The epidemiology and etiology of fungi associated with Esca disease of grapevine

Image copyright: P. Goussard

Esca is a grapevine disease believed to be caused by a complex of fungal pathogens. The aim of this project was to identify the Basidiomycete fungi associated with Esca disease in local vineyards and to study their biology.

The project was designed to achieve the following milestones:

Identification of fungi isolated from infected vines across different regions;
Morphological classification of fungi associated with Esca;
Taxonomic descriptions of new species;
Pathogenicity trials;
Spore trapping studies;
Development of a PCR detection system.

Results:

  • Internal and external symptoms associated with Esca have been characterised;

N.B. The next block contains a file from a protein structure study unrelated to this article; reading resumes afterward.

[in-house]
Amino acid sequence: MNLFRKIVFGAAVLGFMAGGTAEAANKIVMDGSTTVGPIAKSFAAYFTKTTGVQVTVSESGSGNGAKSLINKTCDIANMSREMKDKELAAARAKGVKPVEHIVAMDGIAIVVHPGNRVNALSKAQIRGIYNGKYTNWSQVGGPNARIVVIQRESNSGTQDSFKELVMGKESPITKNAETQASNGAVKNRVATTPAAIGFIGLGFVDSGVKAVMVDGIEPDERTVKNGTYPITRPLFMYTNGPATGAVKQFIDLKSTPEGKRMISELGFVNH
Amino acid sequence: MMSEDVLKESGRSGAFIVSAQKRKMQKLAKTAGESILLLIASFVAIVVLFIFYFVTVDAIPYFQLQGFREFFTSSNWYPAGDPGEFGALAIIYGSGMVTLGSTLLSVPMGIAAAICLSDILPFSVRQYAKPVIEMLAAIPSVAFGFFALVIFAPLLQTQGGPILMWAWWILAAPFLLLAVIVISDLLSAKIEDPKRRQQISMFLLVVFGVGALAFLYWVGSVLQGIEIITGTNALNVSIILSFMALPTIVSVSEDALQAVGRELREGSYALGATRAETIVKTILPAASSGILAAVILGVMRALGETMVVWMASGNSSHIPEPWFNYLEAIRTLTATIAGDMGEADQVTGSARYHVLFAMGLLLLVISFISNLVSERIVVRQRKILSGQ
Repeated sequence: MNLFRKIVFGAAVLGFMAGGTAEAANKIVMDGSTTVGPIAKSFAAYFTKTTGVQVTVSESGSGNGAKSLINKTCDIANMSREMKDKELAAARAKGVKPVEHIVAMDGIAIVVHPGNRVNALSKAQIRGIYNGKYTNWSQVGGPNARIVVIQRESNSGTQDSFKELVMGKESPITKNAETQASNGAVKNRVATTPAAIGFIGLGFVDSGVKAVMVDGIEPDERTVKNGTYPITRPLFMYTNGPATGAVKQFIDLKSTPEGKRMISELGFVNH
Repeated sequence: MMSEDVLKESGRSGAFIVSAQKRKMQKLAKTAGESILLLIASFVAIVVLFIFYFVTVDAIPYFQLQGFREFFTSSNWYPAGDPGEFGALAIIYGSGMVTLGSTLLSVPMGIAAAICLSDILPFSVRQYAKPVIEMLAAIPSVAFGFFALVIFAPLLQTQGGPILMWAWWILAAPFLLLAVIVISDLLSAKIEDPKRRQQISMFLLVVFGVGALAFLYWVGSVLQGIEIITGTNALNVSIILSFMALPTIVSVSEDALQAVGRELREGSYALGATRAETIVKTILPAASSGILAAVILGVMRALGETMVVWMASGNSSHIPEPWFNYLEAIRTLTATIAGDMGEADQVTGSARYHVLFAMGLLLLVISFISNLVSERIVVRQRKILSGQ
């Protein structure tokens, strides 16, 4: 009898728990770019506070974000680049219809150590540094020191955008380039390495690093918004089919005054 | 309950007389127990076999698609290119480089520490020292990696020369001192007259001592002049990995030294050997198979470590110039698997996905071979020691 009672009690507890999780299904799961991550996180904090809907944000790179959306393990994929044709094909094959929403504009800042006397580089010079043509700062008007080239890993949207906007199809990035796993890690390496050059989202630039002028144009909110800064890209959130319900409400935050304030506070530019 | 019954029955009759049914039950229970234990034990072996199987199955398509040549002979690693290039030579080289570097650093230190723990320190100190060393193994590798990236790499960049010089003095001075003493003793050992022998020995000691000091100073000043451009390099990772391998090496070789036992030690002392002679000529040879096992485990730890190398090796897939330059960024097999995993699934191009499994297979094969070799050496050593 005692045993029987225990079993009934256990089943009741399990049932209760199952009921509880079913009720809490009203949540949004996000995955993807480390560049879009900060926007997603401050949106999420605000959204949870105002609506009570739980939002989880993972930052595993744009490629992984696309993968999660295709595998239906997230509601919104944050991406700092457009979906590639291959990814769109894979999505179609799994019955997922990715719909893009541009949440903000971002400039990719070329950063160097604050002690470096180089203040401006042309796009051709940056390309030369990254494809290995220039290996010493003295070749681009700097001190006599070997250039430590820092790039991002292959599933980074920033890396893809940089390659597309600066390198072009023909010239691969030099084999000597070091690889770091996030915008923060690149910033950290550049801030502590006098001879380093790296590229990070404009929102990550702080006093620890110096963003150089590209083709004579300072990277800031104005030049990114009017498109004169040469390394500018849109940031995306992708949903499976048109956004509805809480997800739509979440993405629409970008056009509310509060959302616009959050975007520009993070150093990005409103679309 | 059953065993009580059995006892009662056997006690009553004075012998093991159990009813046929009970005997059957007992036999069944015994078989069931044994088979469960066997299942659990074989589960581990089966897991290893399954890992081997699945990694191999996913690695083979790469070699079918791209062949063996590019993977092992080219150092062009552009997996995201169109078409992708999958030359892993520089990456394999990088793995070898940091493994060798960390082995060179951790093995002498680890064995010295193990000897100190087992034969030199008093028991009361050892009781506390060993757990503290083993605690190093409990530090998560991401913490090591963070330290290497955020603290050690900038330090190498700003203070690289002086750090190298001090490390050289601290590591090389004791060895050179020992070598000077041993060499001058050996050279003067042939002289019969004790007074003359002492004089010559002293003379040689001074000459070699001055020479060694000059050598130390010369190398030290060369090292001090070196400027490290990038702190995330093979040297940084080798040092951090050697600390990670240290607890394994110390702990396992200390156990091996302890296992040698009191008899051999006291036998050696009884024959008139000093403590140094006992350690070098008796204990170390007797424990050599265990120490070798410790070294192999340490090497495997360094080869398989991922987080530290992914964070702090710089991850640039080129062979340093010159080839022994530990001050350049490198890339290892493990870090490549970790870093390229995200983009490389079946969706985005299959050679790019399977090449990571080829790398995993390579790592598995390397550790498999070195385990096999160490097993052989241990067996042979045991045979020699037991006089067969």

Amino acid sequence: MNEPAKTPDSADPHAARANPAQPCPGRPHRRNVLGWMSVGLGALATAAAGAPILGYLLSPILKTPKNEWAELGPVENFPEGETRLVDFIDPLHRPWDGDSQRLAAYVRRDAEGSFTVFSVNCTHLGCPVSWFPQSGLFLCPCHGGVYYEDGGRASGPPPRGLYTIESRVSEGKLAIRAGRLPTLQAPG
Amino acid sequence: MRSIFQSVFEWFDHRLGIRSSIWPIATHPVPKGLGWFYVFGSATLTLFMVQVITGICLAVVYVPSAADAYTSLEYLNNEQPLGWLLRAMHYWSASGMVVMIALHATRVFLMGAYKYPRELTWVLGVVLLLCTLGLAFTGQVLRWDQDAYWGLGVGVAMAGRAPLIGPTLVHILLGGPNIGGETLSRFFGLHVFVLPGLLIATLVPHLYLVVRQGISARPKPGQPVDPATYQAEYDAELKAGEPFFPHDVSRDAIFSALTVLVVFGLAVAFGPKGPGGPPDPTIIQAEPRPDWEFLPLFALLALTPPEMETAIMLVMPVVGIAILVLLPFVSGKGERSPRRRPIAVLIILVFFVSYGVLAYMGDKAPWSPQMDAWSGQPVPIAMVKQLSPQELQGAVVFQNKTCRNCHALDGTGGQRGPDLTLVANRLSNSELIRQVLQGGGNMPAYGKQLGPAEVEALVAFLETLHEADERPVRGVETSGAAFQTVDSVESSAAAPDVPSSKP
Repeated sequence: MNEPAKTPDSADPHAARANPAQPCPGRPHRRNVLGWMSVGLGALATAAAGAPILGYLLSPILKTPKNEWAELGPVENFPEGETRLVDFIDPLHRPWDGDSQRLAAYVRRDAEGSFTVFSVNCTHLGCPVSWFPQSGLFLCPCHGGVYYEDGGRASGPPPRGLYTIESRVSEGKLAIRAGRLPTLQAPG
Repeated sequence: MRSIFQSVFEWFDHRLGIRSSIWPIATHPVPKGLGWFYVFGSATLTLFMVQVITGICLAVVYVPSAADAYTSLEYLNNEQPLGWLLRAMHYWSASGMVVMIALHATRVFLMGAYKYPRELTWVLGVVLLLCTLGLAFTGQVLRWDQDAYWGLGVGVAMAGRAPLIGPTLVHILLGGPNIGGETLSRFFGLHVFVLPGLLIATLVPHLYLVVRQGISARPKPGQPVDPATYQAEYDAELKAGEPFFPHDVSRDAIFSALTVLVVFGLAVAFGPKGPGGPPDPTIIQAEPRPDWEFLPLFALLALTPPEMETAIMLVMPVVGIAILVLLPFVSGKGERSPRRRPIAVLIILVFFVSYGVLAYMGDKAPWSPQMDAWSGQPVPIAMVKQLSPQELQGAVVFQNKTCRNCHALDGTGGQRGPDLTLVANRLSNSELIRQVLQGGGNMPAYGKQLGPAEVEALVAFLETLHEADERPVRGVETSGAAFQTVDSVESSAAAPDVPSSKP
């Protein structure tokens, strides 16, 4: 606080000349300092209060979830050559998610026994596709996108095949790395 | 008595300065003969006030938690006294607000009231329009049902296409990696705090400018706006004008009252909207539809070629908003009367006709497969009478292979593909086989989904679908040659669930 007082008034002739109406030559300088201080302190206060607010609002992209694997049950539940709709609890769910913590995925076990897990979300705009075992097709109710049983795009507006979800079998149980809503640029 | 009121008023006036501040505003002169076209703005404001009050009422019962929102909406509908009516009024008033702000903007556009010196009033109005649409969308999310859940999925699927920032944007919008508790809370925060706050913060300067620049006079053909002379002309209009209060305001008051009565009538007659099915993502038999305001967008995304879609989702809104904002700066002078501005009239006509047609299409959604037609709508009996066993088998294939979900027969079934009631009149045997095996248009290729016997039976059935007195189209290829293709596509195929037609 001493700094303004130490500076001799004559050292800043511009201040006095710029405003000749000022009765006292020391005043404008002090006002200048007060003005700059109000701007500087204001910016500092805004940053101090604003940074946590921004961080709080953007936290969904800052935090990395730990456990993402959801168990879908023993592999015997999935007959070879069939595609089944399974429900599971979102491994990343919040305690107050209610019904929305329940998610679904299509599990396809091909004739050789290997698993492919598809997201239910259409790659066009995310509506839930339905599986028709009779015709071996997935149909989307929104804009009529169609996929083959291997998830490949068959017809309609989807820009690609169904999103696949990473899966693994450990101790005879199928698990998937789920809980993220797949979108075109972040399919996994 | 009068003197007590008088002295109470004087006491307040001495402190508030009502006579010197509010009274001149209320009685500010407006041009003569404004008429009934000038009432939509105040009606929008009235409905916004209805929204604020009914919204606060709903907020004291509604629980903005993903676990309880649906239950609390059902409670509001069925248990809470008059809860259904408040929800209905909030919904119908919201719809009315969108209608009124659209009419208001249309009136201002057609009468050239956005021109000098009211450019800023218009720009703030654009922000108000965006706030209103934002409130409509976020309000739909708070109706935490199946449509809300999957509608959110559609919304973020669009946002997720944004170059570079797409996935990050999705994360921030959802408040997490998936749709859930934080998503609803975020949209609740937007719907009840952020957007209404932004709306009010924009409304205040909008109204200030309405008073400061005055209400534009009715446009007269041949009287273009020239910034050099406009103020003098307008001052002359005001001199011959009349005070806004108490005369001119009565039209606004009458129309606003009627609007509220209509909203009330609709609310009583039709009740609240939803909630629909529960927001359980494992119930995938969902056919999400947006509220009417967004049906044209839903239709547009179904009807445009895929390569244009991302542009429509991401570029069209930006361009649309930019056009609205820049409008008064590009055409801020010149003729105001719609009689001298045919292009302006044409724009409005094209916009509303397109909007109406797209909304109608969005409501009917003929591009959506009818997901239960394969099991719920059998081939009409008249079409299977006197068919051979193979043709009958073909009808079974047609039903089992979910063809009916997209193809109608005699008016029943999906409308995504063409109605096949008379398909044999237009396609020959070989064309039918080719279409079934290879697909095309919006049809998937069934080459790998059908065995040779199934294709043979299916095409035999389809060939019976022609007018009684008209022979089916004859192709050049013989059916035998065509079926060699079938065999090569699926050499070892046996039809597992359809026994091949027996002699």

• The fungi associated with each symptom type have been identified;
  • Spore trapping studies revealed that spores are released from fruiting bodies at large numbers from the end of May until the end of September which coincides with our traditional pruning periods. Susceptible wounds could therefore be prone to infection if not treated properly.

Significance of the study:

This was the first in-depth study of the grapevine disease Esca in South Africa. Wood rot fungi can have a huge impact on production and can reduce the productive lifespan of grapevines significantly. Knowledge of the causal organisms and their infection pathways help to implement effective management strategies to control the disease.

Researchers: Francois Halleen & Lizel Mostert
Final report

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